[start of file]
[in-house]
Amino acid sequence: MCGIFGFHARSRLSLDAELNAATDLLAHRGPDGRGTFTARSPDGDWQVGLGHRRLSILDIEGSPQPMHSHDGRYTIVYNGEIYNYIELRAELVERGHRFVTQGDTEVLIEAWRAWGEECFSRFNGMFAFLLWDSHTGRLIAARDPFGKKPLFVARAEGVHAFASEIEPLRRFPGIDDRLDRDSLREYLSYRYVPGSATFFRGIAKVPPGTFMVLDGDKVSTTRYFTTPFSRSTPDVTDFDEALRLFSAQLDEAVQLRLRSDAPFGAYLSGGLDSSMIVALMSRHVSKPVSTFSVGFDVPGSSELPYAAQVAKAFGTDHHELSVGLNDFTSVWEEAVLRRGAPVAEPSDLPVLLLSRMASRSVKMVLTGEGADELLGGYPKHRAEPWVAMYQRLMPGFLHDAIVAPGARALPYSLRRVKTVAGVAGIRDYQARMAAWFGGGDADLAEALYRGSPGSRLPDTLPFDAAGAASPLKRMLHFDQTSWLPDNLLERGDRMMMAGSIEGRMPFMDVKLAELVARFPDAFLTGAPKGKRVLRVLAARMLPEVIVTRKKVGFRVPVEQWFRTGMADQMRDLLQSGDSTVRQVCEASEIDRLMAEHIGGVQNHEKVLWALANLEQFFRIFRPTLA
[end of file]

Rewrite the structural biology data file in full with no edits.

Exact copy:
[in-house]
Amino acid sequence: MCGIFGFHARSRLSLDAELNAATDLLAHRGPDGRGTFTARSPDGDWQVGLGHRRLSILDIEGSPQPMHSHDGRYTIVYNGEIYNYIELRAELVERGHRFVTQGDTEVLIEAWRAWGEECFSRFNGMFAFLLWDSHTGRLIAARDPFGKKPLFVARAEGVHAFASEIEPLRRFPGIDDRLDRDSLREYLSYRYVPGSATFFRGIAKVPPGTFMVLDGDKVSTTRYFTTPFSRSTPDVTDFDEALRLFSAQLDEAVQLRLRSDAPFGAYLSGGLDSSMIVALMSRHVSKPVSTFSVGFDVPGSSELPYAAQVAKAFGTDHHELSVGLNDFTSVWEEAVLRRGAPVAEPSDLPVLLLSRMASRSVKMVLTGEGADELLGGYPKHRAEPWVAMYQRLMPGFLHDAIVAPGARALPYSLRRVKTVAGVAGIRDYQARMAAWFGGGDADLAEALYRGSPGSRLPDTLPFDAAGAASPLKRMLHFDQTSWLPDNLLERGDRMMMAGSIEGRMPFMDVKLAELVARFPDAFLTGAPKGKRVLRVLAARMLPEVIVTRKKVGFRVPVEQWFRTGMADQMRDLLQSGDSTVRQVCEASEIDRLMAEHIGGVQNHEKVLWALANLEQFFRIFRPTLA